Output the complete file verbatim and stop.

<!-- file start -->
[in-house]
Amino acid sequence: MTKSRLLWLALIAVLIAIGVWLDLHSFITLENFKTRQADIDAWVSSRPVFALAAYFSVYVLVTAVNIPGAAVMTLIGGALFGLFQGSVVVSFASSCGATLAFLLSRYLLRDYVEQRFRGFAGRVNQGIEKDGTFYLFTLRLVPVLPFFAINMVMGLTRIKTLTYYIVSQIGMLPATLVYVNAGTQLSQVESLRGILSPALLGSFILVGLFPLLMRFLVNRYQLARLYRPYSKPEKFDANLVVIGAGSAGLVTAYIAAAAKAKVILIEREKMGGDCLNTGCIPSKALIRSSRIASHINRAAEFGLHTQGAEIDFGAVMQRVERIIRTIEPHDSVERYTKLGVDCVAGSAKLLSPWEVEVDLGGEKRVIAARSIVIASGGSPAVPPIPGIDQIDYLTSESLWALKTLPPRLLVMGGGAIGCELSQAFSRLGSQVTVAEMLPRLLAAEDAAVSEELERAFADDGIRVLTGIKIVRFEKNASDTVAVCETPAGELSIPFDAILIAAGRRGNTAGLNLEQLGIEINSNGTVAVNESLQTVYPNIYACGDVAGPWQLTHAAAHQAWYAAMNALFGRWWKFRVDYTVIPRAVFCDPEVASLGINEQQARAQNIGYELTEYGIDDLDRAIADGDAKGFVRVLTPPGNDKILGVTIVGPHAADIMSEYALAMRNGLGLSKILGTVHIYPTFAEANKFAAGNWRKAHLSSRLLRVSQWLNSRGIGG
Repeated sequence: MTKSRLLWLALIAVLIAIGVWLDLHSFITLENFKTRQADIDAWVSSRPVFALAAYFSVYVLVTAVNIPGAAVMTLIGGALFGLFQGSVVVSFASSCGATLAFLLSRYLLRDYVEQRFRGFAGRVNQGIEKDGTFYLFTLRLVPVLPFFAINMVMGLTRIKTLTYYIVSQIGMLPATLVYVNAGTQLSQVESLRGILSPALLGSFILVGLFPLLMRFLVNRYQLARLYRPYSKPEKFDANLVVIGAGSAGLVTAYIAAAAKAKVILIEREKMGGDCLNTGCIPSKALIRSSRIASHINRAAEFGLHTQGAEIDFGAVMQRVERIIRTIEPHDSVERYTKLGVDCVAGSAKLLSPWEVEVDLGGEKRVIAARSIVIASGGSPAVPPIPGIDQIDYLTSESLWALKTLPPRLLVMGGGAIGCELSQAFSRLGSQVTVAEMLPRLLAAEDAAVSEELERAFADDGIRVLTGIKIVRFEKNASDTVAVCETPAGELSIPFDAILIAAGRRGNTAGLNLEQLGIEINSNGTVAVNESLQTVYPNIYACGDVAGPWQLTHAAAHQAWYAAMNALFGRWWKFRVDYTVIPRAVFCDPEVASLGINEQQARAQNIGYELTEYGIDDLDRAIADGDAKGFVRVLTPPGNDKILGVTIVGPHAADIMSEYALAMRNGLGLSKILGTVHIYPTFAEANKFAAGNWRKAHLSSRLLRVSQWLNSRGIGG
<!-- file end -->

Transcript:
[in-house]
Amino acid sequence: MTKSRLLWLALIAVLIAIGVWLDLHSFITLENFKTRQADIDAWVSSRPVFALAAYFSVYVLVTAVNIPGAAVMTLIGGALFGLFQGSVVVSFASSCGATLAFLLSRYLLRDYVEQRFRGFAGRVNQGIEKDGTFYLFTLRLVPVLPFFAINMVMGLTRIKTLTYYIVSQIGMLPATLVYVNAGTQLSQVESLRGILSPALLGSFILVGLFPLLMRFLVNRYQLARLYRPYSKPEKFDANLVVIGAGSAGLVTAYIAAAAKAKVILIEREKMGGDCLNTGCIPSKALIRSSRIASHINRAAEFGLHTQGAEIDFGAVMQRVERIIRTIEPHDSVERYTKLGVDCVAGSAKLLSPWEVEVDLGGEKRVIAARSIVIASGGSPAVPPIPGIDQIDYLTSESLWALKTLPPRLLVMGGGAIGCELSQAFSRLGSQVTVAEMLPRLLAAEDAAVSEELERAFADDGIRVLTGIKIVRFEKNASDTVAVCETPAGELSIPFDAILIAAGRRGNTAGLNLEQLGIEINSNGTVAVNESLQTVYPNIYACGDVAGPWQLTHAAAHQAWYAAMNALFGRWWKFRVDYTVIPRAVFCDPEVASLGINEQQARAQNIGYELTEYGIDDLDRAIADGDAKGFVRVLTPPGNDKILGVTIVGPHAADIMSEYALAMRNGLGLSKILGTVHIYPTFAEANKFAAGNWRKAHLSSRLLRVSQWLNSRGIGG
Repeated sequence: MTKSRLLWLALIAVLIAIGVWLDLHSFITLENFKTRQADIDAWVSSRPVFALAAYFSVYVLVTAVNIPGAAVMTLIGGALFGLFQGSVVVSFASSCGATLAFLLSRYLLRDYVEQRFRGFAGRVNQGIEKDGTFYLFTLRLVPVLPFFAINMVMGLTRIKTLTYYIVSQIGMLPATLVYVNAGTQLSQVESLRGILSPALLGSFILVGLFPLLMRFLVNRYQLARLYRPYSKPEKFDANLVVIGAGSAGLVTAYIAAAAKAKVILIEREKMGGDCLNTGCIPSKALIRSSRIASHINRAAEFGLHTQGAEIDFGAVMQRVERIIRTIEPHDSVERYTKLGVDCVAGSAKLLSPWEVEVDLGGEKRVIAARSIVIASGGSPAVPPIPGIDQIDYLTSESLWALKTLPPRLLVMGGGAIGCELSQAFSRLGSQVTVAEMLPRLLAAEDAAVSEELERAFADDGIRVLTGIKIVRFEKNASDTVAVCETPAGELSIPFDAILIAAGRRGNTAGLNLEQLGIEINSNGTVAVNESLQTVYPNIYACGDVAGPWQLTHAAAHQAWYAAMNALFGRWWKFRVDYTVIPRAVFCDPEVASLGINEQQARAQNIGYELTEYGIDDLDRAIADGDAKGFVRVLTPPGNDKILGVTIVGPHAADIMSEYALAMRNGLGLSKILGTVHIYPTFAEANKFAAGNWRKAHLSSRLLRVSQWLNSRGIGG